CIPL publishes recommendations for a risk-based approach to regulating AI

On March 22, 2021, the Center for Information Policy Leadership (“CIPL”) in Hunton Andrews Kurth published its paper on Providing a Risk-Based Approach to the Regulation of Artificial Intelligence (the “Paper”) with the intention of informing current EU discussions about the development of rules to regulate AI.

CIPL worked with key EU experts and AI leaders to develop the paper to translate best practices and emerging policy trends into actionable recommendations for effective AI regulation.

In the paper, CIPL recommends a risk-based approach to regulating AI applications that includes: (1) a regulatory framework that focuses only on “high risk” AI applications; (2) a risk-based organizational accountability framework that calibrates AI requirements and compliance with specific risks; and (3) intelligent and risk-based supervision.

In particular, CIPL recommends:

  • Adopt a user-friendly framework for identifying high-risk AI applications, including the use of impact assessments to assess the likelihood, severity and magnitude of the impact of AI use;
  • Provision of criteria and guard rails for determining high-risk AI applications;
  • Consideration of the advantages of an AI application as part of a risk assessment;
  • Creation of an “AI Innovation Committee” to provide additional guidance and help organizations identify high risk AI;
  • That high-risk representations of AI applications are treated as rebuttable presumptions in the regulation or guidelines;
  • Conducting a pre-screening or triage assessment prior to a full impact assessment;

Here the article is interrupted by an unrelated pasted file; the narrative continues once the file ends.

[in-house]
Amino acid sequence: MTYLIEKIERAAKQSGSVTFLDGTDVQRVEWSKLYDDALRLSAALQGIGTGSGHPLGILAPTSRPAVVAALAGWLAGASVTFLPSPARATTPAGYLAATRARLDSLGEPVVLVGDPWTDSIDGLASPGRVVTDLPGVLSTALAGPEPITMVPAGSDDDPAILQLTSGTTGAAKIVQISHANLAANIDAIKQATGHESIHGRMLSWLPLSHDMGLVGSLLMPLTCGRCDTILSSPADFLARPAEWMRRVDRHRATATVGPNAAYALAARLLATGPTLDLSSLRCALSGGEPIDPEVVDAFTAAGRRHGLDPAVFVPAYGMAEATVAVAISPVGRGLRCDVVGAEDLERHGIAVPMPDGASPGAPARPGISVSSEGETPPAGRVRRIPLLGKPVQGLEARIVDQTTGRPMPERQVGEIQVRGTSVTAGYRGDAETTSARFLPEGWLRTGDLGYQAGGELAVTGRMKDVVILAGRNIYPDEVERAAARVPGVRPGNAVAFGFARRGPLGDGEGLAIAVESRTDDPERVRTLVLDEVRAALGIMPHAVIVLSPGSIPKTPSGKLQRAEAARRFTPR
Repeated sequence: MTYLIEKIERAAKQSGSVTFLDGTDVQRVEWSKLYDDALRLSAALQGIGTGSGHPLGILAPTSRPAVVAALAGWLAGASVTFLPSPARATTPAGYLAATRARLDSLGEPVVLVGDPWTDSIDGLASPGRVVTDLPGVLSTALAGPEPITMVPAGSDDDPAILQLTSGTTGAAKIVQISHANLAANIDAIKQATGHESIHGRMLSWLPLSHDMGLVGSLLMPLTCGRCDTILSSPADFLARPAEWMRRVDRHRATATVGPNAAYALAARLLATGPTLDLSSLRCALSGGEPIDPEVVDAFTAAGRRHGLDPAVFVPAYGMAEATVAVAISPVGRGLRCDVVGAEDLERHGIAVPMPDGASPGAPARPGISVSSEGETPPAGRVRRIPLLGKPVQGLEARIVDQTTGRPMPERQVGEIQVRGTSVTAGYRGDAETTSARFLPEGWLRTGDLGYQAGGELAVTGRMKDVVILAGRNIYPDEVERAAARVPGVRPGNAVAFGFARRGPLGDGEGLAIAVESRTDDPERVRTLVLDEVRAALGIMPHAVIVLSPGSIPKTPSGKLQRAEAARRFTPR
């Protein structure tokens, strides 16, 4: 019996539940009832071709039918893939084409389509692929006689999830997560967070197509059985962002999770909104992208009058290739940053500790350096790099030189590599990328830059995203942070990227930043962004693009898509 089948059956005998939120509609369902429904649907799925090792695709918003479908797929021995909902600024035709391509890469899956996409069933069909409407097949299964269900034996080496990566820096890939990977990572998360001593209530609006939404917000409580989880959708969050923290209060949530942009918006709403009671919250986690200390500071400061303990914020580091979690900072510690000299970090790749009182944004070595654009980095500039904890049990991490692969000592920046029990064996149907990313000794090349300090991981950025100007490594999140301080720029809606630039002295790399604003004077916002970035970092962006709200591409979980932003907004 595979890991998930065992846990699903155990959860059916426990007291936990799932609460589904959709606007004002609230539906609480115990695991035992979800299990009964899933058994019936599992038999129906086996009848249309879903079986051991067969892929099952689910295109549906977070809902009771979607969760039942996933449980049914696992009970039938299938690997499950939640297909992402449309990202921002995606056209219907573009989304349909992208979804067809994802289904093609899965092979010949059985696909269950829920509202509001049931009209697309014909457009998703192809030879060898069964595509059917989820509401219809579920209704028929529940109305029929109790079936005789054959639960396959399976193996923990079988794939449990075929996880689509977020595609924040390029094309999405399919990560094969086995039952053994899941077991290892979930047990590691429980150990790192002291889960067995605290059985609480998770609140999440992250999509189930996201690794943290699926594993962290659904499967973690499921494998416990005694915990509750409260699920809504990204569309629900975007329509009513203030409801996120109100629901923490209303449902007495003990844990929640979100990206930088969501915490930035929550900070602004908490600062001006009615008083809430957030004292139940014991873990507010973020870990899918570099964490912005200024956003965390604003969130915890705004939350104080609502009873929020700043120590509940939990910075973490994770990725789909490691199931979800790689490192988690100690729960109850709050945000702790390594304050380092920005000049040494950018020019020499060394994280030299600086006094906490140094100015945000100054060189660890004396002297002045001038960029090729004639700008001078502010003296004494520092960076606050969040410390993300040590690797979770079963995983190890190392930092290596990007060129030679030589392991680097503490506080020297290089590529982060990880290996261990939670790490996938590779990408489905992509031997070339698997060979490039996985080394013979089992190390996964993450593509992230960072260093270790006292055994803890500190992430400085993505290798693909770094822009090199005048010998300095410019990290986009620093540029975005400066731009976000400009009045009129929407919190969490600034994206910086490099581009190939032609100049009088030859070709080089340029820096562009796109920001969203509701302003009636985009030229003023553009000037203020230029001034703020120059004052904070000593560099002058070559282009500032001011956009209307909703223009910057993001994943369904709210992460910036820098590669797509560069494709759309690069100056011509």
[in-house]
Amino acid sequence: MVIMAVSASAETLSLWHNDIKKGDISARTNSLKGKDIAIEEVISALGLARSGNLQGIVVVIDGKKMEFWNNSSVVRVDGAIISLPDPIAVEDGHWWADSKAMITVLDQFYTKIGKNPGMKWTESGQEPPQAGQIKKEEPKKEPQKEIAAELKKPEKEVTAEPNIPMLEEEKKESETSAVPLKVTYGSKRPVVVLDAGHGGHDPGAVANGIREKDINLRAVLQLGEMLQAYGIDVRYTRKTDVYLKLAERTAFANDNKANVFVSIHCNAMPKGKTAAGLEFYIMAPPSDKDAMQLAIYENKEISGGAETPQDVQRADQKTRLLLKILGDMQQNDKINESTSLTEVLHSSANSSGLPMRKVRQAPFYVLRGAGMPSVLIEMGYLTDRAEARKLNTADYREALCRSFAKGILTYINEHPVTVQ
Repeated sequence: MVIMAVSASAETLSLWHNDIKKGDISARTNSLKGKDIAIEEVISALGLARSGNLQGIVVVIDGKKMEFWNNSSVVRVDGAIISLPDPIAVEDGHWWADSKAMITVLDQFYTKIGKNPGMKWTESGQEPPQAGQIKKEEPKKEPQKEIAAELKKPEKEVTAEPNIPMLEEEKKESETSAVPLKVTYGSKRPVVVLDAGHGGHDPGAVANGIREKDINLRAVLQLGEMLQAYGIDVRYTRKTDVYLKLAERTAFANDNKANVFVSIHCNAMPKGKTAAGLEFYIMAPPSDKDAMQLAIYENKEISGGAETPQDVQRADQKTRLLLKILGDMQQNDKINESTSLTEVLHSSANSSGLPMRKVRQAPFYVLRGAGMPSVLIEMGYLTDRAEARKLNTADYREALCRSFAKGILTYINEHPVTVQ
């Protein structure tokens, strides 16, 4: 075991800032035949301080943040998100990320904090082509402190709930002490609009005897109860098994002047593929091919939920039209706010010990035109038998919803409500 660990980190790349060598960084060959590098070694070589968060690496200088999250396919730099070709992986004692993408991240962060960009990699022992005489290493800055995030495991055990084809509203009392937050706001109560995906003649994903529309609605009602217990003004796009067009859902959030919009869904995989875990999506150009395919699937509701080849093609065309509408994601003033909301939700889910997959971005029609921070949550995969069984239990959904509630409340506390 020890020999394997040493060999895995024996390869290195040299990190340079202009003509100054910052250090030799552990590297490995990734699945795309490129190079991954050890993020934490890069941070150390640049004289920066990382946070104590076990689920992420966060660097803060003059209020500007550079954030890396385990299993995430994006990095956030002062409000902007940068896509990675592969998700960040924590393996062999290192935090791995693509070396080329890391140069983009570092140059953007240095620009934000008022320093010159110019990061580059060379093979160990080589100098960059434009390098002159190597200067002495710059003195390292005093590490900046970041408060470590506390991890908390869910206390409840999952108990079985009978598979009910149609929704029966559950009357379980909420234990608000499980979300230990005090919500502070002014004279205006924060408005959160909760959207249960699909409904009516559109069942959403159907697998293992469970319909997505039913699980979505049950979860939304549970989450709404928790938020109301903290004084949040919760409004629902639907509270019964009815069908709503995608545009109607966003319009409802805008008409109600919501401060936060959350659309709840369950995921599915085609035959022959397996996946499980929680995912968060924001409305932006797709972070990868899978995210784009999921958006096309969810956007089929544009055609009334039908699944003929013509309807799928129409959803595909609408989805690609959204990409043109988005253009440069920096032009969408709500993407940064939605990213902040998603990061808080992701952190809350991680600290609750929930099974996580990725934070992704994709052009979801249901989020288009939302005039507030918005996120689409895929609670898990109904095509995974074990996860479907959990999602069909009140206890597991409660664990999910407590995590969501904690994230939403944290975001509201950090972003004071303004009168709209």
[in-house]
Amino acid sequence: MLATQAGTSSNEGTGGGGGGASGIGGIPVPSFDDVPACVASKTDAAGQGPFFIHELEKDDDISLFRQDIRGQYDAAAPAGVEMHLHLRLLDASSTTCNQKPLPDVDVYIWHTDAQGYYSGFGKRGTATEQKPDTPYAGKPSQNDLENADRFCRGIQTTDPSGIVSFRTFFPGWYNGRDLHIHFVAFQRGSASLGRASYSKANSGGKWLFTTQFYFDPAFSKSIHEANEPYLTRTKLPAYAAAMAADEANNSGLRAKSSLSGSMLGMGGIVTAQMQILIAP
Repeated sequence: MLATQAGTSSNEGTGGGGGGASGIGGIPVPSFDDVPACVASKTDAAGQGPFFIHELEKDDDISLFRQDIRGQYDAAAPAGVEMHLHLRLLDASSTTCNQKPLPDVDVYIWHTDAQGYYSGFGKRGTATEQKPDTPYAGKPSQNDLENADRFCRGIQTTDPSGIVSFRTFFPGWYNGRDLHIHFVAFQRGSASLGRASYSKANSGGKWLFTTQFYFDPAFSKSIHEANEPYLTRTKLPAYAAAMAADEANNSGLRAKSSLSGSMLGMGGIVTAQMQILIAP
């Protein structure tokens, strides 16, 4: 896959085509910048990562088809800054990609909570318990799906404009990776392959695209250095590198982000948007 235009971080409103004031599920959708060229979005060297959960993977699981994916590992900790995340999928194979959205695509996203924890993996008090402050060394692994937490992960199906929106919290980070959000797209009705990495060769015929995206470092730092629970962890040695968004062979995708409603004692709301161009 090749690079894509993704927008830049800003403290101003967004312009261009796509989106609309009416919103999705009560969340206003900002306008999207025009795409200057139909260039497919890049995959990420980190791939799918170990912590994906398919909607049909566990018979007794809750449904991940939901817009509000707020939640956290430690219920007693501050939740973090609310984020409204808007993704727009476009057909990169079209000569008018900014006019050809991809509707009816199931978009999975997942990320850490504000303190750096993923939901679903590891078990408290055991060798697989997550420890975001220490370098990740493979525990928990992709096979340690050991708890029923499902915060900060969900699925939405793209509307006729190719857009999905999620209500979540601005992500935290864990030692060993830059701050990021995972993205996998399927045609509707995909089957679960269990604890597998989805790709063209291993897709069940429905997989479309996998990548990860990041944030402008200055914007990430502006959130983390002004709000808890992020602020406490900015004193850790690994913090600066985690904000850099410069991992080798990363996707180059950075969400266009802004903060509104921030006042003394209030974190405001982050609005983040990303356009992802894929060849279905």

• The explicit recognition that AI uses no or low risk does not fall within the scope of the AI ​​Regulation. and
  • Avoiding sectoral classifications of AI as risky.

Regarding AI systems that pose a high risk, CIPL recommends using principled and results-based rules instead of requirements to avoid regulations quickly becoming obsolete. CIPL suggests providing incentives and rewards for achieving the desired results and including an explicit commitment to accountability in every regulation, as well as calibrating compliance with the regulation’s requirements for the results of a risk assessment (i.e. a more differentiated implementation of compliance measures for systems with higher risk).

CIPL believes that any regulation should enable continuous improvement and encourage organizations to identify risks and address them in an agile and iterative manner throughout the life cycle of an AI application. Prior consultation of regulators or prior compliance assessments should only be required in relation to high risk AI applications. CIPL also highlights the benefit of using accountability frameworks to address the challenges posed by the use of AI and recommends that any legal framework encourage accountability measures and create incentives, e.g. B. by linking accountability with external certification to allow wider use of data in AI for social projects and recognizing demonstrated AI accountability as an attenuating or deleveraging factor in an enforcement context.

CIPL defines the essential features that an effective supervisory framework should include. These are:

  • Novel and agile regulatory oversight based on the current ecosystem of sectoral and national regulatory authorities, rather than creating an additional layer of AI-specific agencies;
  • Collaboration through an AI regulatory center made up of AI experts from various regulatory authorities to enable agile collaboration “on demand” and promote consistent application;
  • Maintaining the competence of the data protection authorities and the European Data Protection Board (“EDPB”) in cases where an AI request involves the processing of personal data;
  • Risk-based monitoring and enforcement, with a focus on areas of high risk AI and recognizing compliance as a dynamic process and pathway that enables serious attempts and honest errors;
  • Enforce as a last resort and prioritize engagement, collaboration, thought leadership, guidance, and other proactive measures to achieve better compliance with the AI ​​rules;
  • Creation of a uniform system of voluntary codes of conduct, standards and certifications at EU level to complement the risk-based approach of AI supervision; and
  • Use of innovative, experimental regulatory tools such as regulatory sandboxes.

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